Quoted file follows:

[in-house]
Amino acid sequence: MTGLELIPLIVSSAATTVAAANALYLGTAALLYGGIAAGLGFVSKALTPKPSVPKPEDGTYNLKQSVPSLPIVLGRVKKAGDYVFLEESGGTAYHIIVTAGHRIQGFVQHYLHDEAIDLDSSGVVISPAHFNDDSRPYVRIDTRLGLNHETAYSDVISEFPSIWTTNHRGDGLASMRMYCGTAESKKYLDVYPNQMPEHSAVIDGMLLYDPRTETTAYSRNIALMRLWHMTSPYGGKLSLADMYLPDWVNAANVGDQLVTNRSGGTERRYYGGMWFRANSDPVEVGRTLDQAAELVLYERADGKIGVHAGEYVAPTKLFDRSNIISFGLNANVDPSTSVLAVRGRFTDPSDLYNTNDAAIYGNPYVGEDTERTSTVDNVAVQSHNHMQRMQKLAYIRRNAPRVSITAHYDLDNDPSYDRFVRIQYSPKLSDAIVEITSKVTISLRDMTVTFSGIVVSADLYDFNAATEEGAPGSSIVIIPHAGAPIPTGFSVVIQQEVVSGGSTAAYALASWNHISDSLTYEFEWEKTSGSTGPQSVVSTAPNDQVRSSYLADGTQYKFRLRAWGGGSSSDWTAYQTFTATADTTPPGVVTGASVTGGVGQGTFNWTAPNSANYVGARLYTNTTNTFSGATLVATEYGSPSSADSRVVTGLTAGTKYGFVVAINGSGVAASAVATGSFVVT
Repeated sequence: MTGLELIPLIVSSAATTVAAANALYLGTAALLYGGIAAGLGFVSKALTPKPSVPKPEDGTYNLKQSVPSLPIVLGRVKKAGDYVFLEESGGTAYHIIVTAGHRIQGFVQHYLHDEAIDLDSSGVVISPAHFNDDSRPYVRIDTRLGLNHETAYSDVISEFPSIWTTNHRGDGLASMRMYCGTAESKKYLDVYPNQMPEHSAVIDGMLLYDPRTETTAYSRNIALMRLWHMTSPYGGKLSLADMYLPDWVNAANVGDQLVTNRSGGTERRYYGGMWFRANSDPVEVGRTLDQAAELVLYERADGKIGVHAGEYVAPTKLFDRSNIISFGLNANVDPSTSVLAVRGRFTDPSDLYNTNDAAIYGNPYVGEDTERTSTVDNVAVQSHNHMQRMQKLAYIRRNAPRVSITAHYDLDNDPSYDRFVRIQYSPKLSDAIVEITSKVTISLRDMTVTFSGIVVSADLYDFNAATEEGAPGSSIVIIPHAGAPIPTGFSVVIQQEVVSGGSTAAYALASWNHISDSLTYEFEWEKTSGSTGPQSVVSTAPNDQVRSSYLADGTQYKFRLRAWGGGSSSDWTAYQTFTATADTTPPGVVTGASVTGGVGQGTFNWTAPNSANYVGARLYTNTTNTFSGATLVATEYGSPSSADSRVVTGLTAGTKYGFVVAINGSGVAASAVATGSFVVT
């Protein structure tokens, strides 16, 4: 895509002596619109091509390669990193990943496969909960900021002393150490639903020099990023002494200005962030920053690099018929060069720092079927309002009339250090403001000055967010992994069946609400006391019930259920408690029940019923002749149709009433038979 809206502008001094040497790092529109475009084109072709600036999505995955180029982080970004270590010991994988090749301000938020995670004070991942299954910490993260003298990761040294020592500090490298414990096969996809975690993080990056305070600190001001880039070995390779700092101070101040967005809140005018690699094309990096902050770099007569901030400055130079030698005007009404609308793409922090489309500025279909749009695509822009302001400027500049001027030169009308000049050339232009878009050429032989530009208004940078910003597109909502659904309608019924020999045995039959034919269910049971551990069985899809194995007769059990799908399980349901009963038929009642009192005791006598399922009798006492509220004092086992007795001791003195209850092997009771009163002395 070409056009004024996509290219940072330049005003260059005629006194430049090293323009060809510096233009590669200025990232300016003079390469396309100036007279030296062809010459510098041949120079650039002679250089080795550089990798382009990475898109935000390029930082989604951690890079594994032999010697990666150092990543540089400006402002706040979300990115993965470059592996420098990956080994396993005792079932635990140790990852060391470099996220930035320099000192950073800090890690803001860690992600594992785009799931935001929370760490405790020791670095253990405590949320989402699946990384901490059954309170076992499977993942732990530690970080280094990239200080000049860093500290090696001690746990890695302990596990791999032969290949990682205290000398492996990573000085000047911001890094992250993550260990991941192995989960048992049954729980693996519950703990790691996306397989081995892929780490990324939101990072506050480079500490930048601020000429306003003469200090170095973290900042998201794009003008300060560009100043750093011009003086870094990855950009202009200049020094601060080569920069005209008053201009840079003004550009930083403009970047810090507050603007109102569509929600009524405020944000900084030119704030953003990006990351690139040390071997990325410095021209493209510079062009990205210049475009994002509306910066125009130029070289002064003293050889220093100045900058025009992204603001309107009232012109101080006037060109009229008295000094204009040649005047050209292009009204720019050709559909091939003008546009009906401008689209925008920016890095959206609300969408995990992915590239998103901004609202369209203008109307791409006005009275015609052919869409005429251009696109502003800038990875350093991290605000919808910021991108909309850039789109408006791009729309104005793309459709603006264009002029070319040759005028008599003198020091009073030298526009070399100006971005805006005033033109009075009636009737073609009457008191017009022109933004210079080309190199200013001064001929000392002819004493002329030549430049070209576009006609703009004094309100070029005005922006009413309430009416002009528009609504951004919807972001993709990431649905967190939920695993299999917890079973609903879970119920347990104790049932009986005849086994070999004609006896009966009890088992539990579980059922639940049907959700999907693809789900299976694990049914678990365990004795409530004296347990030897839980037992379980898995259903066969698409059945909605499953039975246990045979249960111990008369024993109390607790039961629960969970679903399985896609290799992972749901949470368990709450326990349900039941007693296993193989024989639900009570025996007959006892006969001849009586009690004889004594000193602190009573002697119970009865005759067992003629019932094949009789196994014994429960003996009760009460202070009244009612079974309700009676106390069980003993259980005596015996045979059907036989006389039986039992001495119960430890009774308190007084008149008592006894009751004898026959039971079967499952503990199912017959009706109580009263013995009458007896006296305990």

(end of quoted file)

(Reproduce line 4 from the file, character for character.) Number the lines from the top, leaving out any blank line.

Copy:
């Protein structure tokens, strides 16, 4: 895509002596619109091509390669990193990943496969909960900021002393150490639903020099990023002494200005962030920053690099018929060069720092079927309002009339250090403001000055967010992994069946609400006391019930259920408690029940019923002749149709009433038979 809206502008001094040497790092529109475009084109072709600036999505995955180029982080970004270590010991994988090749301000938020995670004070991942299954910490993260003298990761040294020592500090490298414990096969996809975690993080990056305070600190001001880039070995390779700092101070101040967005809140005018690699094309990096902050770099007569901030400055130079030698005007009404609308793409922090489309500025279909749009695509822009302001400027500049001027030169009308000049050339232009878009050429032989530009208004940078910003597109909502659904309608019924020999045995039959034919269910049971551990069985899809194995007769059990799908399980349901009963038929009642009192005791006598399922009798006492509220004092086992007795001791003195209850092997009771009163002395 070409056009004024996509290219940072330049005003260059005629006194430049090293323009060809510096233009590669200025990232300016003079390469396309100036007279030296062809010459510098041949120079650039002679250089080795550089990798382009990475898109935000390029930082989604951690890079594994032999010697990666150092990543540089400006402002706040979300990115993965470059592996420098990956080994396993005792079932635990140790990852060391470099996220930035320099000192950073800090890690803001860690992600594992785009799931935001929370760490405790020791670095253990405590949320989402699946990384901490059954309170076992499977993942732990530690970080280094990239200080000049860093500290090696001690746990890695302990596990791999032969290949990682205290000398492996990573000085000047911001890094992250993550260990991941192995989960048992049954729980693996519950703990790691996306397989081995892929780490990324939101990072506050480079500490930048601020000429306003003469200090170095973290900042998201794009003008300060560009100043750093011009003086870094990855950009202009200049020094601060080569920069005209008053201009840079003004550009930083403009970047810090507050603007109102569509929600009524405020944000900084030119704030953003990006990351690139040390071997990325410095021209493209510079062009990205210049475009994002509306910066125009130029070289002064003293050889220093100045900058025009992204603001309107009232012109101080006037060109009229008295000094204009040649005047050209292009009204720019050709559909091939003008546009009906401008689209925008920016890095959206609300969408995990992915590239998103901004609202369209203008109307791409006005009275015609052919869409005429251009696109502003800038990875350093991290605000919808910021991108909309850039789109408006791009729309104005793309459709603006264009002029070319040759005028008599003198020091009073030298526009070399100006971005805006005033033109009075009636009737073609009457008191017009022109933004210079080309190199200013001064001929000392002819004493002329030549430049070209576009006609703009004094309100070029005005922006009413309430009416002009528009609504951004919807972001993709990431649905967190939920695993299999917890079973609903879970119920347990104790049932009986005849086994070999004609006896009966009890088992539990579980059922639940049907959700999907693809789900299976694990049914678990365990004795409530004296347990030897839980037992379980898995259903066969698409059945909605499953039975246990045979249960111990008369024993109390607790039961629960969970679903399985896609290799992972749901949470368990709450326990349900039941007693296993193989024989639900009570025996007959006892006969001849009586009690004889004594000193602190009573002697119970009865005759067992003629019932094949009789196994014994429960003996009760009460202070009244009612079974309700009676106390069980003993259980005596015996045979059907036989006389039986039992001495119960430890009774308190007084008149008592006894009751004898026959039971079967499952503990199912017959009706109580009263013995009458007896006296305990």